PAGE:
TORONTO -- Yunel Escobar has had a rough first month to the season, and Blue Jays manager John Farrell said he thinks he knows what's contributing to it.

"There are times he will really bend over -- you will see that front shoulder get really turned in, so when he tries to execute the swing, he pulls out of it and that's where you see all those ground balls to shortstop," Farrell said. "When he's right, he's hitting those line drives to right-center field or straight-away right, so we're trying to get him back to that."

Escobar entered Monday's contest against Texas with the second-lowest on-base percentage (.267) and lowest slugging percentage (.286) among all starters on the Blue Jays. What's particularly troubling with Escobar's inability to get on base is that he's the leadoff man.

Last season, Farrell had considered moving his shortstop to the middle of the order based on the way he was swinging the bat, but it looks like he will ride it out with Escobar batting leadoff for the near future.

"I've thought about it, yes, but no change is imminent," Farrell said, when asked if he would consider moving Escobar down in the lineup. "One of the things we look at in the top third of the order, top two guys particularly, is on-base percentage and Yunel has taken some time to work out his swing and create a consistent path. He's very well aware what we value in that position and that is to get on base first and foremost, which he did an outstanding job for us a year ago. We're working with him to try to get back to that."

Escobar, which Farrell made sure to reference, led all Major League shortstops in walks last season and had the highest on-base percentage at the position in the American League.

Farrell also said that Escobar is chasing pitches out of the zone, which is not uncommon for a player who's experiencing a prolonged slump.

"Sometimes guys get into the those stretches where they might not be as confident, so they get a little anxious and maybe not trust their own abilities," Farrell said. "So when they get a pitch they feel is a decent strike, they might offer at a pitcher's pitch early in the count, rather than trusting they will get another pitch on the plate in the sequence."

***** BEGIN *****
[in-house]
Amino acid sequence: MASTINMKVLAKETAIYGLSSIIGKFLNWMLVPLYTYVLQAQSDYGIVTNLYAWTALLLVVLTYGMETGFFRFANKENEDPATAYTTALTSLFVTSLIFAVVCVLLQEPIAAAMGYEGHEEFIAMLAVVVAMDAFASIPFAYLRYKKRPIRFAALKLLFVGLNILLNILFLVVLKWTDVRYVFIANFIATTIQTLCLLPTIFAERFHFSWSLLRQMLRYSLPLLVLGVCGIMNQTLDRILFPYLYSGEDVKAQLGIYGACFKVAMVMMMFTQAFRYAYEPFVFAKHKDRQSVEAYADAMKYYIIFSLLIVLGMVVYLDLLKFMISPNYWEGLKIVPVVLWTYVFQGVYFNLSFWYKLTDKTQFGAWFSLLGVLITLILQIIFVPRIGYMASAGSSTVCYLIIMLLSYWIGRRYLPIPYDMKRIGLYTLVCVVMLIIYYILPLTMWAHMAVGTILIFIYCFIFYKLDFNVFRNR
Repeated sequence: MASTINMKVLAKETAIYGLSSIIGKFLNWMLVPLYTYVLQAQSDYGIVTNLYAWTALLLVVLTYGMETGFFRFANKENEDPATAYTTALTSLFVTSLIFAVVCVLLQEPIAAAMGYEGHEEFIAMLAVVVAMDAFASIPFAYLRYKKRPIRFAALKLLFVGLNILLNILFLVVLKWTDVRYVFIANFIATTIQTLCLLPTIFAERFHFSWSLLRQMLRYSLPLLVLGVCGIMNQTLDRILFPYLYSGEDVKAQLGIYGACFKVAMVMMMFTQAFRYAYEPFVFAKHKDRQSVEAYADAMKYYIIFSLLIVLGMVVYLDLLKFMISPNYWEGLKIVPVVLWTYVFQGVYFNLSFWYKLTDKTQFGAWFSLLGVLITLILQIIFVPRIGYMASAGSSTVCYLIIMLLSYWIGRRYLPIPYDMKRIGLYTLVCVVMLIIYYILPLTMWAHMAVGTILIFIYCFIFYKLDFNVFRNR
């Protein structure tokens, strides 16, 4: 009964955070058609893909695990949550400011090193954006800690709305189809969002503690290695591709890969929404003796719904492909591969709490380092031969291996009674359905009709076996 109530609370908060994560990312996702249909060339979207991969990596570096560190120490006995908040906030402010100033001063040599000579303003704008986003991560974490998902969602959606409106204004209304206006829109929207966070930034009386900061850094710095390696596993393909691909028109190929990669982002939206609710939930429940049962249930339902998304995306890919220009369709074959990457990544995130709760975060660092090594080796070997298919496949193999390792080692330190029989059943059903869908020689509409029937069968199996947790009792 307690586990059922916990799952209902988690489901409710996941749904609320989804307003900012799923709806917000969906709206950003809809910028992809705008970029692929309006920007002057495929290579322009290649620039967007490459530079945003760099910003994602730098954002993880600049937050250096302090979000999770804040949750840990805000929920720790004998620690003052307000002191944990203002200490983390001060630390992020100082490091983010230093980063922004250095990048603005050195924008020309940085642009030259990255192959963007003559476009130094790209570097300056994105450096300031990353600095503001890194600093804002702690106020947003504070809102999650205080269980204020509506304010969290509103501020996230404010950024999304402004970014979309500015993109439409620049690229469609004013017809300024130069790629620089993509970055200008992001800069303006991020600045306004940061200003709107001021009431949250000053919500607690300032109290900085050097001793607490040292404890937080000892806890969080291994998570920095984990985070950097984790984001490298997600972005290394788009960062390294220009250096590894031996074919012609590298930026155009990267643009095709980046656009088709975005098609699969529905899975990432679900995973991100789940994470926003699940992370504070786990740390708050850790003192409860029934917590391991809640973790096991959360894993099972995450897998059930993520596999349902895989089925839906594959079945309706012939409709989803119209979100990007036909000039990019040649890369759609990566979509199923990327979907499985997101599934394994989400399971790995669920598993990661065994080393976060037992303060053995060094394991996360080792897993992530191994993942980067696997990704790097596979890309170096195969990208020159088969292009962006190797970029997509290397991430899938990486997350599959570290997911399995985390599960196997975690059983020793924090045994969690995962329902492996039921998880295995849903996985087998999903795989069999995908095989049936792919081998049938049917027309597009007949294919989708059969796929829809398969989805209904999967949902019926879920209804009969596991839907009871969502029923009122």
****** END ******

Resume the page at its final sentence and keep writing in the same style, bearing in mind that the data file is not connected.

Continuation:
Escobar was riding a four-game hit streak entering Monday, but was batting just .224 on the year.

Jays Care auction raises over $100,000

TORONTO -- The Toronto Blue Jays, in conjunction with TD Canada, held a live auction during the Sportsnet broadcast of Monday's game on exclusive experiences and collections of memorabilia. Fans placed bids on a number of prizes, and the proceeds will help the Jays Care Foundation's various programs and initiatives.

In total, $116,890 was raised for children and youth in need across Canada and TD Canada kicked in $25,000 to kickstart the fourth annual auction.

"This trumped our previous numbers," said Danielle Bedasse, executive director of the Jays Care Foundation. "Last year we were at about $89,000. Our fans have come to kind of expect this. We get a lot of people asking about the date in the offseason.

"We are looking forward to putting the money back to good use across the country for kids programs."

The largest auction bid was for a luncheon with J.P. Arencibia, Ricky Romero and Brett Lawrie. Rhonda Polak, from Edmonton, Alberta, won with a bid of $8,500.

Some of the other top prizes included pitching lessons from Romero, trips to New York City and an opportunity to meet Hall of Famer Roberto Alomar.